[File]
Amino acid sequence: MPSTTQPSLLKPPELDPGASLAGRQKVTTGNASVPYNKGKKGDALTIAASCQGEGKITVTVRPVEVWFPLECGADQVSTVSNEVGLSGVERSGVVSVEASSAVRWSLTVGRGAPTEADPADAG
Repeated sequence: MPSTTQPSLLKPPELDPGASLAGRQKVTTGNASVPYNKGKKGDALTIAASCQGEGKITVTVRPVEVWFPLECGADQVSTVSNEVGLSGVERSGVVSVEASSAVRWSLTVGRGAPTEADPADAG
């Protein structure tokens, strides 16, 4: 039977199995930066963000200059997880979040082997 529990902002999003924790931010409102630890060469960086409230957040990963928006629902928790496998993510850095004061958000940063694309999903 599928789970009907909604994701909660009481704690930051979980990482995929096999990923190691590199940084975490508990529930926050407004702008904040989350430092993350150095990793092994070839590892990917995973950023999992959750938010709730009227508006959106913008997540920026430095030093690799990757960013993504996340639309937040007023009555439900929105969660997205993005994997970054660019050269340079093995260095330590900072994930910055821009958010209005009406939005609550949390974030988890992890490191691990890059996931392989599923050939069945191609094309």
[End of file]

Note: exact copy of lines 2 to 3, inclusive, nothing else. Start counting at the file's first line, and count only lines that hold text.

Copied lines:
Repeated sequence: MPSTTQPSLLKPPELDPGASLAGRQKVTTGNASVPYNKGKKGDALTIAASCQGEGKITVTVRPVEVWFPLECGADQVSTVSNEVGLSGVERSGVVSVEASSAVRWSLTVGRGAPTEADPADAG
């Protein structure tokens, strides 16, 4: 039977199995930066963000200059997880979040082997 529990902002999003924790931010409102630890060469960086409230957040990963928006629902928790496998993510850095004061958000940063694309999903 599928789970009907909604994701909660009481704690930051979980990482995929096999990923190691590199940084975490508990529930926050407004702008904040989350430092993350150095990793092994070839590892990917995973950023999992959750938010709730009227508006959106913008997540920026430095030093690799990757960013993504996340639309937040007023009555439900929105969660997205993005994997970054660019050269340079093995260095330590900072994930910055821009958010209005009406939005609550949390974030988890992890490191691990890059996931392989599923050939069945191609094309």